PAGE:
key, which sometimes is the same as what you get on a 1-series
Right behind us, sits a luggage compartment measuring 9.2 cubic feet (260 liters), a value which we found as sufficient during our drive. As you can imagine, we spent a lot of time inside the city. The i3 was conceived for boulevard and even narrow street play and yes, it gets a ten out of ten there.
You can regard the i3 as a one-pedal car. No, the brake pedal is not missing, but you'll only have to use it in emergency situations.
For the rest of the time, you can simply rely on the regenerative braking to bring the car to a halt.
The deceleration is not the violent one the MINI e trial vehicles showed, but it's considerably more than what you get on the Prius, for instance. We quickly got used to this and it even became fun. Whoever uses the pedal on the right loses the bet. The stakes? You name it.
And no, the i3 does not have a creep function. Tesla did the same with the Model S at first and subsequently introduced it at the buyers' request.
Then there's the turning circle. At 32.3 feet (9.86 m) this is the same as that of a Fiat 500 and you can feel the benefits.
You'll be just as zippy in the rest of the time and that's thanks to the instant electric torque. Being an EV
, the BMW i3 just can't wait for you to touch the happy pedal. It's all up to you. Either you caress the throttle and have a supple and super-efficient urban journey, or you step on the thing and ride the electric zing.
Unlike other electric vehicles, such as the Tesla Model S for instance, the oomph seems modulated, even at kickdown. With figures like 0 to 60 km/h (37 mph) in 3.7 s, you can keep up with hot hatches, so yes, the thing is quick at legal speeds.
Let's take a moment to consider the power to weight ratio here. Tucked between the rear wheels, the hybrid synchronous electric motor delivers 170 hp and 184 lb-ft (250 Nm), working with a single-speed transmission, as is the case with most EVs. The powerplant has to carry 2,635 lbs (1,195kg) around, so you end up with a nice hp per ton ratio and an official 0 to 62 mph sprint time of 7.2 seconds. That all sounds like you'll be in for an electric hot hatch ride, but the experience is different. This BMW feels more like a responsive machine that is always paying attention not to throw all the power around and compromise the driving range.
But the i3 has the soundtrack of a hot hatch. In the ways that electric hot hatches sound. Confused? Don't be. You'll be accompanied by a little... let's call it electric burble, whether you're accelerating or decelerating. The voice of the engine isn't bothering, despite the fact it can be heard a little louder if you sit in the back or increase the speed. In fact, you can ignore it altogether, but we didn't because we enjoyed it.
Our journey through the city was covered swiftly, aided by the good visibility, which can be enhanced with front and rear parking sensors as well as surround-view cameras.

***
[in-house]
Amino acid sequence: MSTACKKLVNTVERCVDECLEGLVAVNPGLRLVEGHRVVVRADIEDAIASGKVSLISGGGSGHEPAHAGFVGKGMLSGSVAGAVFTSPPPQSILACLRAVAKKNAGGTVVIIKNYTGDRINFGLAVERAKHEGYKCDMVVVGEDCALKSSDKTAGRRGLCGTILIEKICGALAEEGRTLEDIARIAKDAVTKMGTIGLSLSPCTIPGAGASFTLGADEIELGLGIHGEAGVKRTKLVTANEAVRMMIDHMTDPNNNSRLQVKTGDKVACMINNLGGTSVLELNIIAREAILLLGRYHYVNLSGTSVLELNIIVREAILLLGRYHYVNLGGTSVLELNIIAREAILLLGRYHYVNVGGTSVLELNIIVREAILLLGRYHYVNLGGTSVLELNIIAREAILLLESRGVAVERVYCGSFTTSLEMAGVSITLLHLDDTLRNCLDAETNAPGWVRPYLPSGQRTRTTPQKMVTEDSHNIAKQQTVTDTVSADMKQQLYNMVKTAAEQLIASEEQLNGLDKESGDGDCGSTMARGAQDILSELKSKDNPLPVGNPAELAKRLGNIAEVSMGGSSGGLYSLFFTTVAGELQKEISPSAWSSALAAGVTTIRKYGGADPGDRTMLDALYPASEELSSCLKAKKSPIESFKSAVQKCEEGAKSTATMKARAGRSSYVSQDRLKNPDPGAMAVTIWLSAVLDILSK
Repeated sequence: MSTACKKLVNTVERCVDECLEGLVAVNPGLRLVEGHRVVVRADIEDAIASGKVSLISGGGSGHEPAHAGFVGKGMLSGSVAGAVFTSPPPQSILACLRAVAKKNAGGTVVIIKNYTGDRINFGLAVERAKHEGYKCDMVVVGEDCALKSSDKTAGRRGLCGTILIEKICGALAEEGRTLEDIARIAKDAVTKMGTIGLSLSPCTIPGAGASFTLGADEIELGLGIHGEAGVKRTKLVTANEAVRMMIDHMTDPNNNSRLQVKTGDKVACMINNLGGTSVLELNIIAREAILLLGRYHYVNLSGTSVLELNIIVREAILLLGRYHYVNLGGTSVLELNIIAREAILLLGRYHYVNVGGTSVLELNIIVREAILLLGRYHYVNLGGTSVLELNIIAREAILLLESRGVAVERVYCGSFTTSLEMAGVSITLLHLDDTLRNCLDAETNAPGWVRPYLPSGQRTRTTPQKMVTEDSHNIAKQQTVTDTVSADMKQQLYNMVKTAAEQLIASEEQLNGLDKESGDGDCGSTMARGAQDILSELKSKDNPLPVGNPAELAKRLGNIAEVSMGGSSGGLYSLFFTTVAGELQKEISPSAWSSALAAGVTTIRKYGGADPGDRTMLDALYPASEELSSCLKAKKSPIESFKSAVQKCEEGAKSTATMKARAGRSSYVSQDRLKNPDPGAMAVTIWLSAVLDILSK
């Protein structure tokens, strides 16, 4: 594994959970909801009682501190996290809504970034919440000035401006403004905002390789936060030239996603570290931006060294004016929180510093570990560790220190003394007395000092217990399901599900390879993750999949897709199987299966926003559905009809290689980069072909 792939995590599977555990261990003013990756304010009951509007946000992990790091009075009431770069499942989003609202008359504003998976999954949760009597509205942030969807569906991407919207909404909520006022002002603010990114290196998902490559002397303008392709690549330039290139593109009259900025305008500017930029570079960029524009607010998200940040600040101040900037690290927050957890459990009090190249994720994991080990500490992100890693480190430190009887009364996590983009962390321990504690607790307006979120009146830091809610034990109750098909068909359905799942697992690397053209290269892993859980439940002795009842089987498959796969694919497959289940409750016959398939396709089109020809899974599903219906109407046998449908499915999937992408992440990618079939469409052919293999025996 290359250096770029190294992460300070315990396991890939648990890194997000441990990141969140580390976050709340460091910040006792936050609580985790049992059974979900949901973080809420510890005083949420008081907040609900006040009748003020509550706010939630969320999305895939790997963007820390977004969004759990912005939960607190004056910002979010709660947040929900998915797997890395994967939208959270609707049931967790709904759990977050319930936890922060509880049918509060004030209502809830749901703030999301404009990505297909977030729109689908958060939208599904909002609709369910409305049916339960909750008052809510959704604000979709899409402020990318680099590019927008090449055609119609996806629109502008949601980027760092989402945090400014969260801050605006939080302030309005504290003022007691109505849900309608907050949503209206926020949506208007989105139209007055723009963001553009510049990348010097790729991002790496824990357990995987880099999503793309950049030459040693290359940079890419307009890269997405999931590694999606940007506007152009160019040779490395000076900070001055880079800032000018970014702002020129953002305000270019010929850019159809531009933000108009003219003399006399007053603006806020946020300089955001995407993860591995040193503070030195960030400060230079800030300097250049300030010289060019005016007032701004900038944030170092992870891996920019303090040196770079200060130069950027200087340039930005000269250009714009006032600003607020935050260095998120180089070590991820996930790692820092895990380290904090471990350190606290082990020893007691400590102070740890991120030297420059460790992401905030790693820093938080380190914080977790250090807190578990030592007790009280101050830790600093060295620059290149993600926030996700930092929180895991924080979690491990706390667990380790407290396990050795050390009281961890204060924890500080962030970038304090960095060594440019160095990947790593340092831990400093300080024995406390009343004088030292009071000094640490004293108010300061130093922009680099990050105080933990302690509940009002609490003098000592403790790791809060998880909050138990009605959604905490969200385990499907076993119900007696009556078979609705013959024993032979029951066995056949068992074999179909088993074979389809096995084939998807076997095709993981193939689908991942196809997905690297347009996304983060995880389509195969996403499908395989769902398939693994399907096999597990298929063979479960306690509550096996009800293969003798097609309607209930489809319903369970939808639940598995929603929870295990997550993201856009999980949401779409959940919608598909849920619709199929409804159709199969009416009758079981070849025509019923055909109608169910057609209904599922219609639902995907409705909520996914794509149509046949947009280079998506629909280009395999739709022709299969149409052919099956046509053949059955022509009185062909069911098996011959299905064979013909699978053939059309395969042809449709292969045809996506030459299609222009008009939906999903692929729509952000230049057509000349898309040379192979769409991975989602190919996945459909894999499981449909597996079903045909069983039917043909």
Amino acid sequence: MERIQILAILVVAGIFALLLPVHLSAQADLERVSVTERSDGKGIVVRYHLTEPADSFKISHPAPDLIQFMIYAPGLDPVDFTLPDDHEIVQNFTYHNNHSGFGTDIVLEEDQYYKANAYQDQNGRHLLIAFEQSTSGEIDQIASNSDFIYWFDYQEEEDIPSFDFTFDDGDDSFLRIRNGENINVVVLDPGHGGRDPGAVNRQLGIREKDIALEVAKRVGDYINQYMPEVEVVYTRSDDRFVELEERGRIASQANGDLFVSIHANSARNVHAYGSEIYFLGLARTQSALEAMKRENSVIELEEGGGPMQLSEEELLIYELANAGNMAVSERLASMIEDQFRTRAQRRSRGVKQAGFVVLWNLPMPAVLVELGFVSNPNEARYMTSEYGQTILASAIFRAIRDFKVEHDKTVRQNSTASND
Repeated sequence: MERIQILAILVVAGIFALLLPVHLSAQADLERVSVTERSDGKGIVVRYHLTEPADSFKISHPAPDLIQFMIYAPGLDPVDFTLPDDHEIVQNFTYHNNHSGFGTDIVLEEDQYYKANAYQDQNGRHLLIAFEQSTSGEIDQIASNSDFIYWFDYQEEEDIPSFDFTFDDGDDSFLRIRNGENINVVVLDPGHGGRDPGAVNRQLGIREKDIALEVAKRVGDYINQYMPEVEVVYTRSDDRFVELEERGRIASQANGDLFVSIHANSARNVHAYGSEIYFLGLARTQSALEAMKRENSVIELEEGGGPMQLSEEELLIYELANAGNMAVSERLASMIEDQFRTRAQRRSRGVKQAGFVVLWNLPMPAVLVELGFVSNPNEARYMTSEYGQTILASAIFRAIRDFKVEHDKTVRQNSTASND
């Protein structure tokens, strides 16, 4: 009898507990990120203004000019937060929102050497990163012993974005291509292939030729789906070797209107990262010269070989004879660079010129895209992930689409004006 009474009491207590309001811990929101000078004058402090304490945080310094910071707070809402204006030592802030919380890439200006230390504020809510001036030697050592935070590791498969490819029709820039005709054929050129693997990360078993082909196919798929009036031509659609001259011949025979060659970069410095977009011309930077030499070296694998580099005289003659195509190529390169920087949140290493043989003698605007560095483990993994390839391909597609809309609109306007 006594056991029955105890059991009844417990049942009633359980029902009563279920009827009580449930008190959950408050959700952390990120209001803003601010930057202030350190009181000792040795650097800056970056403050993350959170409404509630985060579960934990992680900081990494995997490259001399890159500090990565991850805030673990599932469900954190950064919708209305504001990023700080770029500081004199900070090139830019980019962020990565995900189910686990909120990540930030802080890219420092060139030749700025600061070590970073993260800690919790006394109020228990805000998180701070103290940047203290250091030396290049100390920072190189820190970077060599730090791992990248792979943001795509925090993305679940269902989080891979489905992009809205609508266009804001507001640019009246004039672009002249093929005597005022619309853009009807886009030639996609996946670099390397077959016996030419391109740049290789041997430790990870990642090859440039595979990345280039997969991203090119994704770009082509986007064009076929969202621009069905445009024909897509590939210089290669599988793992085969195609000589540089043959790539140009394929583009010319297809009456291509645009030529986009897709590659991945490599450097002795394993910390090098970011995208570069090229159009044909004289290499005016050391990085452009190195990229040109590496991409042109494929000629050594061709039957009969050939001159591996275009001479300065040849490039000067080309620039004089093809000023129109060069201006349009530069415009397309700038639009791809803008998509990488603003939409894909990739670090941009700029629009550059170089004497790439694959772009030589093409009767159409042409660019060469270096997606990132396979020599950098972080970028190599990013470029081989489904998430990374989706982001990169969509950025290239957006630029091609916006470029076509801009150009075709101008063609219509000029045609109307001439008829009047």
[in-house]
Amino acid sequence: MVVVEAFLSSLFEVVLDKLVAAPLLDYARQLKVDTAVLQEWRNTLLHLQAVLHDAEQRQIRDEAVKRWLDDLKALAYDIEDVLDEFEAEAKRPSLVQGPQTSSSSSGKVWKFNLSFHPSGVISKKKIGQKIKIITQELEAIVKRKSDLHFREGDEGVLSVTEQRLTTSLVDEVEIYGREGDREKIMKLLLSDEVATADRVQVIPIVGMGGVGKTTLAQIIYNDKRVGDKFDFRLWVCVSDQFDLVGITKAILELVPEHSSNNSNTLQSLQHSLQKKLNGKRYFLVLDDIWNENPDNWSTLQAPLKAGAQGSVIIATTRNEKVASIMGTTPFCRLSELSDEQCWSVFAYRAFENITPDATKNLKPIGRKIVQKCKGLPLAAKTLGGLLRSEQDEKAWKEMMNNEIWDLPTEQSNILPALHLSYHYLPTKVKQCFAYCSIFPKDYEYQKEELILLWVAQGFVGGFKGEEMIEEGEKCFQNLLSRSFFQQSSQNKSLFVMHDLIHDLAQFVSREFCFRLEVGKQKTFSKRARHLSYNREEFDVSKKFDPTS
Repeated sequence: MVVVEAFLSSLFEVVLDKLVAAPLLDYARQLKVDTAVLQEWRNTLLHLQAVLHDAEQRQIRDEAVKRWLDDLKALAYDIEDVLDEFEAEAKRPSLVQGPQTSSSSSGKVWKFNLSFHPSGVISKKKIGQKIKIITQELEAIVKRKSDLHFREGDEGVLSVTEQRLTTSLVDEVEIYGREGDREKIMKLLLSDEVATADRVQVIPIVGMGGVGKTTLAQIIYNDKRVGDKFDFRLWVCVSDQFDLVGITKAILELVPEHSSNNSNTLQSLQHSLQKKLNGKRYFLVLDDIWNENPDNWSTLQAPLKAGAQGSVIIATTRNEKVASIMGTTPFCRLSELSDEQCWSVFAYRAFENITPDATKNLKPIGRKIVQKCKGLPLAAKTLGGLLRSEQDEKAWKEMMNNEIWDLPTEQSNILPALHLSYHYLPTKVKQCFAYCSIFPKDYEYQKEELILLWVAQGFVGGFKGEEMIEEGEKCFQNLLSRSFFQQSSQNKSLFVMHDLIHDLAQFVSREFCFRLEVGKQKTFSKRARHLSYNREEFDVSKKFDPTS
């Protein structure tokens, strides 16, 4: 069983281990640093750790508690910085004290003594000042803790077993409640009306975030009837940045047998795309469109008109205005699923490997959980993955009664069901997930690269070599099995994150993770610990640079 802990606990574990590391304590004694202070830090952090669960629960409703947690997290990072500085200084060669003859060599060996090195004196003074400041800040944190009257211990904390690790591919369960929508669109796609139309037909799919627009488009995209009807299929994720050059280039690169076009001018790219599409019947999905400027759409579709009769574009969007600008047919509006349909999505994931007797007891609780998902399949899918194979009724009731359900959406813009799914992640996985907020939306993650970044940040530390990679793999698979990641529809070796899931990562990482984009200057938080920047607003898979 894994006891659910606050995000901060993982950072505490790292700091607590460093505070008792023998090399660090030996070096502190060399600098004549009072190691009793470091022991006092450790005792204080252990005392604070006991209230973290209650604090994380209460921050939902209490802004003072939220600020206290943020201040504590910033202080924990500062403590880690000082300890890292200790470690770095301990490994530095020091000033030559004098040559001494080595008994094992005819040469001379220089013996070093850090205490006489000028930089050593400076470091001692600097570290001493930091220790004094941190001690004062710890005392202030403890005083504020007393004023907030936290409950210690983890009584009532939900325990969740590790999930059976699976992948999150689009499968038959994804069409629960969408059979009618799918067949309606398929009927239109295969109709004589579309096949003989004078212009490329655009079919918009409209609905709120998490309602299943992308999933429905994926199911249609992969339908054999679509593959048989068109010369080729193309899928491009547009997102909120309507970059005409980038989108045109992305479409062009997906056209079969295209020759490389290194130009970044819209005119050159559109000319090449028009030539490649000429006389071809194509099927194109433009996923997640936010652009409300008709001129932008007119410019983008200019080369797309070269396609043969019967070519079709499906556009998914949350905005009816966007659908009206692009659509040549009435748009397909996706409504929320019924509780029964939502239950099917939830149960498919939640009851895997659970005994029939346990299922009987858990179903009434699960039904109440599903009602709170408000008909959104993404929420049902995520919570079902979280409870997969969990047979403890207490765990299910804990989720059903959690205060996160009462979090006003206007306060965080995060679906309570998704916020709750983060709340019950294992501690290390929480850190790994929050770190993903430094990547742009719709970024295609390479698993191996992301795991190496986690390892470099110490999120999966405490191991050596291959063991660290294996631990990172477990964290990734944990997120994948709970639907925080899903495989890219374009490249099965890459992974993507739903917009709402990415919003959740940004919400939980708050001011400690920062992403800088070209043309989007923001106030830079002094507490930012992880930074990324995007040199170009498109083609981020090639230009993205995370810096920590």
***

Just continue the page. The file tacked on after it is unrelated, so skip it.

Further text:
Occasionally, a road inconsistency came in our way - you may feel the little ones, but go over medium and larger bumps and you'll notice the suppleness of the ride. For instance, the suspension doesn't hurry on the rebound, so it's comfortable. However, it's not lazy either, which means the car never enters that unpleasant sort of post-pothole oscillation.
The i3 talks to the road via a set of atypical wheels. These come in a size of 19 inches, shod in 155 /70 R19 rubber. As an option, you can have 20-inch wheels. At city speeds, the contact patches of these tires can offer you everything you need. The only exception comes when it starts raining, as some extra braking grip would've been appreciated.
We spent a good part of our i3 drive in the wet, which gave us all sorts of opportunities. For instance, we noticed the asymmetrical wipers are efficient but a bit noisy. Once again, this is an area that engineers revisited for efficiency.
The arms of the wipers have holes drilled into them, in pure rallying weight-reducing fashion.
Just like BMW M models
lack the Eco Pro driving mode, the i3 has given up on "Sport", so besides "Comfort" and "Eco Pro", you have something called "Eco Pro Plus".
There was quite an internal debate when the car was conceived, with engineers coming to the conclusion that the car should default in "Comfort". You will feel the difference between this and "Eco Pro" in the throttle and electrical steering mapping areas. The latter isn't too talkative, but you can place the front wheels on the road with accuracy.
Oh and there's another important difference. As any Eco Pro user will tell you, this mode puts a leash on the climate control and you can feel that here too. For example, the windscreen steamed up while we were in "Eco Pro", revealing how the system defrosts the driver's side of the glass more than that of the passenger. By the way, here's a little trick - you can turn the sunshades to help defrost the windshield better. As you can imagine, "Eco Pro Plus" reduces the climate control system to absolute silence. It also brings the top speed from 93 mph (150 km/h) to 56 mph (90 km/h).